Westpac consumer sentiment

From yesterday but Westpac was late to get it out:

• The Westpac-Melbourne Institute Index of Consumer Sentiment fell by 4.5% to 107 in January from 112.0 in December.

A pull back in the Index was to be expected.

Since the last survey in the second week of December we have seen domestic border closures; the emergence of Covid clusters in some states; and the sharp upswing in Covid cases overseas, notably the US and the UK.

This result compares to the 15% fall that was registered over July and August last year as the nation was shocked by Victoria’s severe second wave and associated hard lockdown.

It still points to healthy Consumer Sentiment.

At 107.0 optimists clearly outnumber pessimists while the Index is 14.6% above the level a year ago and 41.5% above the low in April.

There may also be an element of statistical correction given that the Index had surged by 40% between August and December with the December print reaching its 10 year high.
All components of the Index fell in January.

There were significant falls in the components associated with the economic outlook with the ‘12 month outlook’ falling by 8.3% and the ‘5 year outlook’ down by 4.5%.

Respondents were also less positive about their finances. The component ‘family finances relative to a year ago’ fell by 7% while the ‘12 month outlook for family finances’ was steady, falling by only 0.3%.

Spending intentions were also down with the component ‘time to buy major household items’ slipping by 2.8%.

Since January last year, before Covid was impacting Sentiment the ‘economic outlook’ components have lifted by around 26%; the ‘finances’ components by around 9%; while the ‘time to buy’ is up by 4.8%.

The survey provides helpful insights into how respondents are assessing their job prospects.

The Westpac Melbourne Institute Unemployment Expectations Index increased by 11.9%. (Recall that the Index measures respondents’ outlook for the unemployment rate so a rise in the Index points to weaker sentiment around the labour market).

However, the Index is still 6% below its level in November; 11% below its level a year ago; and, excluding last month, is at its lowest level for nearly 10 years.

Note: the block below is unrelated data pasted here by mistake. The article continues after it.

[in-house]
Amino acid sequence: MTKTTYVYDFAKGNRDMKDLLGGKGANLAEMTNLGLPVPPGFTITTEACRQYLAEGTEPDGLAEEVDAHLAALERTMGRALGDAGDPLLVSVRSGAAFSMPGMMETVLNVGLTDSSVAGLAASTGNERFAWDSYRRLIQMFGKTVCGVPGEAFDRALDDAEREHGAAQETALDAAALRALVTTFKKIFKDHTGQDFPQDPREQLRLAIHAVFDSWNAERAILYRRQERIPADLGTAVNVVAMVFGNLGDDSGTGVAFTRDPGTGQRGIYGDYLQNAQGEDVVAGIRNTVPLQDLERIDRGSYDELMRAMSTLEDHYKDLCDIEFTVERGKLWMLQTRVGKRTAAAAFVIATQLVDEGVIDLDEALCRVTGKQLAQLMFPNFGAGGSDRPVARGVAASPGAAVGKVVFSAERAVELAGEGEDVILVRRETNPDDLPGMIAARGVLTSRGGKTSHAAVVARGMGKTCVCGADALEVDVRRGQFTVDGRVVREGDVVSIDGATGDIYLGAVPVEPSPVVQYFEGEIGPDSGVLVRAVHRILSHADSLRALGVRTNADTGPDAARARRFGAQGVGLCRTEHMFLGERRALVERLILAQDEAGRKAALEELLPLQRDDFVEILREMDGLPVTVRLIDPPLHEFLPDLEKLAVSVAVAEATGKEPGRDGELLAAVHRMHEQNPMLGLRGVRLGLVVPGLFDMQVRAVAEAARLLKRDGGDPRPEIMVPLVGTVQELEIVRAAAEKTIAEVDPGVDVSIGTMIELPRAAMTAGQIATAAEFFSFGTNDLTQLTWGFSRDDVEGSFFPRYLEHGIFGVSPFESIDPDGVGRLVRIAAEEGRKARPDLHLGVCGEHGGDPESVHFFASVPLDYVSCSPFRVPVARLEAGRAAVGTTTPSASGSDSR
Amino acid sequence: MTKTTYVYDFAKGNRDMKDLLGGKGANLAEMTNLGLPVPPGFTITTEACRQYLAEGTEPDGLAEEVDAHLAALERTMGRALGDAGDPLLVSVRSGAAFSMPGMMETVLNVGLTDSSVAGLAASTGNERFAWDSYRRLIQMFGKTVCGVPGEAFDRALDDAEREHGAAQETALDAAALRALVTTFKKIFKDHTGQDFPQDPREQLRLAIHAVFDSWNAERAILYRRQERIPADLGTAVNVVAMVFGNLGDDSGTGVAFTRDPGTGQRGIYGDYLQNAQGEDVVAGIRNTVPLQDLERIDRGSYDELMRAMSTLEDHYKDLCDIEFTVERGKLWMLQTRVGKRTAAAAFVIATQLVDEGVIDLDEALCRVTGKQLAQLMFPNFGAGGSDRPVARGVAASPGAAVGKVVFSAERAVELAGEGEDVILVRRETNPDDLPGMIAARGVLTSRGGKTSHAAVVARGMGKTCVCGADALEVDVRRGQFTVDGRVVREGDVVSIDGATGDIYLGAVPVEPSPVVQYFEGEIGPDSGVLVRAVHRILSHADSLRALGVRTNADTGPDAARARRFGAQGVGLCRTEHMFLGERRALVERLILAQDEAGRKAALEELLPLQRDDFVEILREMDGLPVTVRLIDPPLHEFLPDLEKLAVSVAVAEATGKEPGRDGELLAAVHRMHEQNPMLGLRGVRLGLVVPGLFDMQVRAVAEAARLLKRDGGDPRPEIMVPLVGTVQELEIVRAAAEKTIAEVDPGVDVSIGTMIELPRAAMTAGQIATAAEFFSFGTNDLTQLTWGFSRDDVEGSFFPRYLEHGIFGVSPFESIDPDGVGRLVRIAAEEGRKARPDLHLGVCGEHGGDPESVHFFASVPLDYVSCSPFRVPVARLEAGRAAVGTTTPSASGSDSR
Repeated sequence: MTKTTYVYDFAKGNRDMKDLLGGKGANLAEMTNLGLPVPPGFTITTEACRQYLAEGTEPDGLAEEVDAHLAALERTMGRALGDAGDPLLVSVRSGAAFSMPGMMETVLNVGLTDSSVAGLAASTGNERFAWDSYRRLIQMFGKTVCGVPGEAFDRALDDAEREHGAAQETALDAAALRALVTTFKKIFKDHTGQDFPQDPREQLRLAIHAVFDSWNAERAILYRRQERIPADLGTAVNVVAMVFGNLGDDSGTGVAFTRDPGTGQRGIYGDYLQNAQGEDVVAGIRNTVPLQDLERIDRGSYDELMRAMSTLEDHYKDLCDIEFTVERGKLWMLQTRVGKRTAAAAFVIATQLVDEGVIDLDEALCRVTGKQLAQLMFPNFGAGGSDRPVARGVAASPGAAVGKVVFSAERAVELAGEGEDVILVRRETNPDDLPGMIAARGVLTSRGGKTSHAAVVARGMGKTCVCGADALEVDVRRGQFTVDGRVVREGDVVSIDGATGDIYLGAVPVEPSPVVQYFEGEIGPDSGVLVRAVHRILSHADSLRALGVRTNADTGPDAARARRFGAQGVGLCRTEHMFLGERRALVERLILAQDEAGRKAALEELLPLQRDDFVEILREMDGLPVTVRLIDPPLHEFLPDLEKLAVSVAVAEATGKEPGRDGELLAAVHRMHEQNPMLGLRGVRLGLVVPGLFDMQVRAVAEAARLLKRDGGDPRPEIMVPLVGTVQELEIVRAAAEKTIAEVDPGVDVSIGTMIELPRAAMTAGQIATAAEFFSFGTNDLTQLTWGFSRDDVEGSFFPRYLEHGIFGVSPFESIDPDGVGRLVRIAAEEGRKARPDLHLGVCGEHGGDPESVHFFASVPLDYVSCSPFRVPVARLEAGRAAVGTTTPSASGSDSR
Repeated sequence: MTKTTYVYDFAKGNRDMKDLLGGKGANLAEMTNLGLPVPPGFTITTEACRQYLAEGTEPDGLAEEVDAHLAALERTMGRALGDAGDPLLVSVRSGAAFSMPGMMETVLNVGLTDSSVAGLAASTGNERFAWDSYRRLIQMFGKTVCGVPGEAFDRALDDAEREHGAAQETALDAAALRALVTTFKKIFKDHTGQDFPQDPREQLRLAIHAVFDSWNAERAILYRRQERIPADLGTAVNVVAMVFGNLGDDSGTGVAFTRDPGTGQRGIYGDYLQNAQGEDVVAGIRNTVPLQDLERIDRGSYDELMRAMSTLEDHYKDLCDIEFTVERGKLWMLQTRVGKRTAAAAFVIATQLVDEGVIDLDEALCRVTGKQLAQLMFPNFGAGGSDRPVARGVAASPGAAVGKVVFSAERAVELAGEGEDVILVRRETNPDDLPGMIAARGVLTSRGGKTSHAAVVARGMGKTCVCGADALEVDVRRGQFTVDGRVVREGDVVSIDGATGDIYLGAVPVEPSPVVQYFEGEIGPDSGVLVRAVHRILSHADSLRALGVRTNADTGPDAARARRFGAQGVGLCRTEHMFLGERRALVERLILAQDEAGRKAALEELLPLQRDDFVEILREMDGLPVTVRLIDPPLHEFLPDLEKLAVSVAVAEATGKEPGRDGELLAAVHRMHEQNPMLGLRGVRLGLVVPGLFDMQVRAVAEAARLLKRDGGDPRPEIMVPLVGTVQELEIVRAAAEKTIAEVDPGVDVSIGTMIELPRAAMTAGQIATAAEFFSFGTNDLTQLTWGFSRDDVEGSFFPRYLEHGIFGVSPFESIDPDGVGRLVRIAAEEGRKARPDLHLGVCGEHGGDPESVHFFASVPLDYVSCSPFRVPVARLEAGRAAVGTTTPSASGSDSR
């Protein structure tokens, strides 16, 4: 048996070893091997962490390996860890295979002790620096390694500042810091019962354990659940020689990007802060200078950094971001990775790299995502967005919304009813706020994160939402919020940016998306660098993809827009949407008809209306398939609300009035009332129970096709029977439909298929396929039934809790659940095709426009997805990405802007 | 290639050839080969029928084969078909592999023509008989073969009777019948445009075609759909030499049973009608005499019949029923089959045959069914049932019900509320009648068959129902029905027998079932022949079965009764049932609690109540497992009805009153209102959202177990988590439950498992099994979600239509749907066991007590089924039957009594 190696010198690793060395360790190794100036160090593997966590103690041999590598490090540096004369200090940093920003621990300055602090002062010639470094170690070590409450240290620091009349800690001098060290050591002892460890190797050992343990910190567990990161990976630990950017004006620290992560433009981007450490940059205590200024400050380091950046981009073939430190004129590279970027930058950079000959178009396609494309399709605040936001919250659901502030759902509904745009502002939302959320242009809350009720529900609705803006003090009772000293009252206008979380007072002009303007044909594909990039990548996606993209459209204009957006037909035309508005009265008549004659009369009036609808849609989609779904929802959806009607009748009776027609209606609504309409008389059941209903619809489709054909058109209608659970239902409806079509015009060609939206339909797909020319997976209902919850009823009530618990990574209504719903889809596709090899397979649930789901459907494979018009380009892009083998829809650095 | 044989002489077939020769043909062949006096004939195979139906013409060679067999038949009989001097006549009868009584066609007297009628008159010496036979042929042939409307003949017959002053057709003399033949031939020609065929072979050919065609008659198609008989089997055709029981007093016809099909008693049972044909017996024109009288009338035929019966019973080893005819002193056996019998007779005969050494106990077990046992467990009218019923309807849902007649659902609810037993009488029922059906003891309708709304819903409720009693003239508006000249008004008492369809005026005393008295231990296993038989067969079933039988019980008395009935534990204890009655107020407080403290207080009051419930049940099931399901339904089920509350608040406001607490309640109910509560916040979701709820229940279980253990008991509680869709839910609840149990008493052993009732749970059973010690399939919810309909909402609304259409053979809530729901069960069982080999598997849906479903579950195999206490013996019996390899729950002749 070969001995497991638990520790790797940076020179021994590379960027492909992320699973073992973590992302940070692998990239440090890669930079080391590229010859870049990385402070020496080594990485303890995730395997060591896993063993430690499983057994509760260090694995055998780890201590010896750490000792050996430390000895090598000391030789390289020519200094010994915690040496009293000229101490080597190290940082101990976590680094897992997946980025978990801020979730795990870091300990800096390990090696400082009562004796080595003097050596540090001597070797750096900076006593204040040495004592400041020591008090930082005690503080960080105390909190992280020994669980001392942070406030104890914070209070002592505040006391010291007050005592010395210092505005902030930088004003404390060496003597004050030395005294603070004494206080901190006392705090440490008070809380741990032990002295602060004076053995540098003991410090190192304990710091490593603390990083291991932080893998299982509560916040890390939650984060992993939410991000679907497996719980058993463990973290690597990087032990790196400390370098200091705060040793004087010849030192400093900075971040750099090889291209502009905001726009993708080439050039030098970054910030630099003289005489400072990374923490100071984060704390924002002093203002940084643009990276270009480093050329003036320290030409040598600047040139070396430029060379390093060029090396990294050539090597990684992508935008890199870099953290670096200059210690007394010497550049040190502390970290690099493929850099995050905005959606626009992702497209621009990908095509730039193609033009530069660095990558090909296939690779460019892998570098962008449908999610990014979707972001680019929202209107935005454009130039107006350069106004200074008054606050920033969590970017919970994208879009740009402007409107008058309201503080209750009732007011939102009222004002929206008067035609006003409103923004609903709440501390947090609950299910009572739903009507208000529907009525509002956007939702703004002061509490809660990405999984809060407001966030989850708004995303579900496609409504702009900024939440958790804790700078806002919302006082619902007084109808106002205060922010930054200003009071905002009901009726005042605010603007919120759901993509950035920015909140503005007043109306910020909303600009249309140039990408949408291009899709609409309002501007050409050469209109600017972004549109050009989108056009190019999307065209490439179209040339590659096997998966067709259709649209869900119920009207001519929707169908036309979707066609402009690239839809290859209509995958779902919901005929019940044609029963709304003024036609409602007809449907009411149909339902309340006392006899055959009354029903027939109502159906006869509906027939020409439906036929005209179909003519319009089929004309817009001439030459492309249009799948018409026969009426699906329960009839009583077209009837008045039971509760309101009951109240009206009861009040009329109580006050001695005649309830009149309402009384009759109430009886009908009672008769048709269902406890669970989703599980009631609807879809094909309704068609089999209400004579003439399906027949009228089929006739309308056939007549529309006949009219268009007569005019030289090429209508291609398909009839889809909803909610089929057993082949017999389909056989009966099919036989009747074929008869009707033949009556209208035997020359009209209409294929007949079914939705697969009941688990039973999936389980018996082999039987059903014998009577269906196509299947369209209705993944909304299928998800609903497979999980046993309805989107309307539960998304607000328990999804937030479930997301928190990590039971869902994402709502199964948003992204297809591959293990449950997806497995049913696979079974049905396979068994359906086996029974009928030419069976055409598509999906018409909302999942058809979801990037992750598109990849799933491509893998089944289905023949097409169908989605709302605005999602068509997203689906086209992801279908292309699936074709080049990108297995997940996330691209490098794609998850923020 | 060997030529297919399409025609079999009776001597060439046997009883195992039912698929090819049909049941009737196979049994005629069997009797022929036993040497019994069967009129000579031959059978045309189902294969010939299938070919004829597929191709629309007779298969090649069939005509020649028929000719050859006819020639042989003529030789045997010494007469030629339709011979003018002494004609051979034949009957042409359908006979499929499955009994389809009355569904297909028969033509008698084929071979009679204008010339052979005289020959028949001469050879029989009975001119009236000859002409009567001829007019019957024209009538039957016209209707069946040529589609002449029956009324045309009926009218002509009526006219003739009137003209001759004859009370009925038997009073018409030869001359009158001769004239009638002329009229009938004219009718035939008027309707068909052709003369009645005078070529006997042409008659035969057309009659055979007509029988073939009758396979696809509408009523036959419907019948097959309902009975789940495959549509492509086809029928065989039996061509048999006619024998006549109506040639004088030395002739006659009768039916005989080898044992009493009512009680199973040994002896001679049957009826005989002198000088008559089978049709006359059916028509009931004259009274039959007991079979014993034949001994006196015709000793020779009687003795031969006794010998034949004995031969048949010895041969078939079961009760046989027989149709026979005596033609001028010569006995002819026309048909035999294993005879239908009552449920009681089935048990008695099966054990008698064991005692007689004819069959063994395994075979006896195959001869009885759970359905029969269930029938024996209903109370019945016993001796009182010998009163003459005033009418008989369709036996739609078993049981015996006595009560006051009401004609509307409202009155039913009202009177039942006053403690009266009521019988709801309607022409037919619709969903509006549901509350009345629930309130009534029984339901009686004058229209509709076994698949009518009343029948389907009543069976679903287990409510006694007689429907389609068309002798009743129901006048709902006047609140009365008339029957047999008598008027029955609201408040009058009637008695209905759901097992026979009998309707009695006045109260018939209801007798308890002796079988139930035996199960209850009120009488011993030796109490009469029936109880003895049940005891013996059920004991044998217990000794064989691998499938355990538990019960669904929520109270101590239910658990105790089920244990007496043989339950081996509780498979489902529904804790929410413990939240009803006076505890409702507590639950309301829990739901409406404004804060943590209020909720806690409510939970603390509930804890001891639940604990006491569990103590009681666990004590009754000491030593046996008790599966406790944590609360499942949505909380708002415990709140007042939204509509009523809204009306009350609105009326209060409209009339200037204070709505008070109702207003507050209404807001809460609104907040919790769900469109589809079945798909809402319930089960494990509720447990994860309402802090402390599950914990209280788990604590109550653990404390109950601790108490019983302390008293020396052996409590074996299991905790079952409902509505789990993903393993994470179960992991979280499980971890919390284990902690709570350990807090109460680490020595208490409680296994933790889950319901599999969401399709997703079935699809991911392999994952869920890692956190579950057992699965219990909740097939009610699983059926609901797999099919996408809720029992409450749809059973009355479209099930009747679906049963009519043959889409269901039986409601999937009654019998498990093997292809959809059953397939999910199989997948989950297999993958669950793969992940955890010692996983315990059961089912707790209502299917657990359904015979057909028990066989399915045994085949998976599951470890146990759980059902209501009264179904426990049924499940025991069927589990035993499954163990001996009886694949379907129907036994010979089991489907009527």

This month’s survey continues to point to solid employment conditions.

The Index “Time to Buy a Dwelling” was flat (up 0.2%) although there was a marked contrast between the major states with NSW up 3.9% and Victoria down 6.2%.

The Index is still 4.8% above its level from a year ago although 5.7% below November. That print in November was its highest read for 7 years.
November may well have been the peak in this cycle. This

Index seems to respond more to affordability than price expectations. With solid prospects for further increases in house prices we may have already seen its highs in this cycle.

In that regard we are still seeing increases in the Westpac Melbourne Institute Index of House Price Expectations, albeit a modest 1.1% in January.

At 145.23, the Index is now more than double its April low of 69.72. But it is still 4.3% below its level in January last year pointing to further potential upside for this Index.

The Reserve Bank Board next meets on February 2.

This meeting will be the first since December 1 last year.

However, the Board seems almost certain to maintain its current policy stance.

Markets will be most interested in whether there is any guidance with respect to the Quantitative Easing policy.

On November 3, the Governor announced the intention to purchase $100 billion in Australian Government ($80 billion) and semi – government bonds ($20 billion).

That purchase program is set to be completed by around the end of April and the issue is whether the Board intends to extend the program.

Westpac expects there will be a second purchase program of $100 billion although the Board may wait until as late as the April Board meeting to make the final decision.

A more sober assessment.

David Llewellyn-Smith
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